Although there is some enthusiasm in the energy sector about this alternative and sustainable technology, a lack of support from governments around the world and the major capital investment required means it has not yet delivered on the high hopes. Despite the sustainability, there are still environmental concerns and some people are uneasy about seeing the thermal industrial-like plants disrupting pristine marine views, such as the ones in Cayman.

In its 2017-2017 National Energy Policy government has said that “the development and application of viable alternatives and emerging technologies such as OTEC must be pursued, as these could in the long run become real options”.

However, the policy document does not include any energy generation from this type of technology in its statistics reflecting where Cayman’s power will come from over the next 20 years.

Print Friendly, PDF & Email

Category: Business, Energy, Science & Nature, utilities

Comments (26)

Trackback URL | Comments RSS Feed

  1. Anonymous says:

    you guys dont get it? cig is not gonna do anything unless the rich/lodge gains from it! period!????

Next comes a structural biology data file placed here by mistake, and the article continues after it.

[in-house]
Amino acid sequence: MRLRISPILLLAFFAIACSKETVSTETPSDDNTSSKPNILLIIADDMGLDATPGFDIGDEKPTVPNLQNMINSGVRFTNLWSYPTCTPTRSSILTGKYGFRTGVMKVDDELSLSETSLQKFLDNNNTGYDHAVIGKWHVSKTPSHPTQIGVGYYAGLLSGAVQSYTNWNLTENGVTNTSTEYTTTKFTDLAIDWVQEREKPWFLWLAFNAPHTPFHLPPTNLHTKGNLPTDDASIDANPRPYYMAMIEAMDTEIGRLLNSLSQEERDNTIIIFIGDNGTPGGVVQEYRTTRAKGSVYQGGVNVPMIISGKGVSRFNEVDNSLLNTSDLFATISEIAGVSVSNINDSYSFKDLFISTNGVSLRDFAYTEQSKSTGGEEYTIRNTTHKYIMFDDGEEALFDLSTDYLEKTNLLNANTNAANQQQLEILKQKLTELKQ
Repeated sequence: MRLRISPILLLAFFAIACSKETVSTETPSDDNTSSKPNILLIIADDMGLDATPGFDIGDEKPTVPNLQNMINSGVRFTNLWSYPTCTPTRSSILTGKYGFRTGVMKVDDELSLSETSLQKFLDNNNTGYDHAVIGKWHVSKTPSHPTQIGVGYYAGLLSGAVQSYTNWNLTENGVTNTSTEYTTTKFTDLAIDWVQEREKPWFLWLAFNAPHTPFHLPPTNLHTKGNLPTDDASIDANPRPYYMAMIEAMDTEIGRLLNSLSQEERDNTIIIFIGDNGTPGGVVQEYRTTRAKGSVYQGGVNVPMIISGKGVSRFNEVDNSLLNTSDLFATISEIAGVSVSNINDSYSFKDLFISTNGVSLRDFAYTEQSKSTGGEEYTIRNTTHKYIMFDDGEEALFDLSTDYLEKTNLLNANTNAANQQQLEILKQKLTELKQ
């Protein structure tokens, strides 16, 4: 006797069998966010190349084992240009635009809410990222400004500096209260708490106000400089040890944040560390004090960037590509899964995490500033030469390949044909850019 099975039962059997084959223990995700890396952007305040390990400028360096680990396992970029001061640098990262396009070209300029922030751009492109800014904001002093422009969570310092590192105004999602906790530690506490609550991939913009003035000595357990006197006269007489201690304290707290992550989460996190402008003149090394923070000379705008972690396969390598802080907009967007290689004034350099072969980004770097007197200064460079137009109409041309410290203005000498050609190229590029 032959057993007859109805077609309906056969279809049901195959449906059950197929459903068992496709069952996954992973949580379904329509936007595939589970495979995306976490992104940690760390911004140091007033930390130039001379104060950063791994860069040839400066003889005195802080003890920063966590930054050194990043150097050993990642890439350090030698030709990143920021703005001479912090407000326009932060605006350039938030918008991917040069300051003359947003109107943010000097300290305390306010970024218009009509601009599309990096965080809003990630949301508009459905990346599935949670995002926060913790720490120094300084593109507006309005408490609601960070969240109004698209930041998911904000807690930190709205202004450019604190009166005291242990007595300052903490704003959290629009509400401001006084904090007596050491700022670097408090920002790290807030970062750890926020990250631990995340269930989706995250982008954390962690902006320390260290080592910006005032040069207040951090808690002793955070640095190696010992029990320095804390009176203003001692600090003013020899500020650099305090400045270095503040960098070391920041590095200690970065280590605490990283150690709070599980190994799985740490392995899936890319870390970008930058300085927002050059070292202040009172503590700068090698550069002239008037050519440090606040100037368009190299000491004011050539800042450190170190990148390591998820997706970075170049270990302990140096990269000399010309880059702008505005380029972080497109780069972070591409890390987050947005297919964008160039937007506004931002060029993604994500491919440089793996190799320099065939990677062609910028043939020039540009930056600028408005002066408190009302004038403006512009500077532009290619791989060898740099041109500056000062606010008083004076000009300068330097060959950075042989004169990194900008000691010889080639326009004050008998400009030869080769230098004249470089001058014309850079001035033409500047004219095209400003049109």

2. Anonymous says:

    There is an actual commercial solar farm on Cayman right now, CUC haters.

  3. Anonymous says:

    Cayman would be better off creating a government electric company, going to GE and buying 3 or 4 wind turbines that pump out 6 – 7 Mws each and putting them in the north sound and fulfill the energy requirements of the Cayman Islands for a hell of a lot less out of the government coffers and a significant drop in money out of the public coffers but this will never happen because too many people in power have bought into CUC and will not risk losing money so the rest of us will continue to suffer on a monthly basis.

    Cayman in so many ways needs to wake the **** up. So many technologies out there, I see Winston Connolly on Facebook sharing articles of alternate renewable power sources that could work in Cayman that would remove us from those diesel guzzling generators CUC continues to use. That “fuel charge” which is literally half your bill would disappear, the existing staff could be retrained so no jobs are lost but then why disturb a perfectly good cash cow for a select few right?

    Solar house roof tiles
    Solar panels
    Solar roadways
    Solar driveways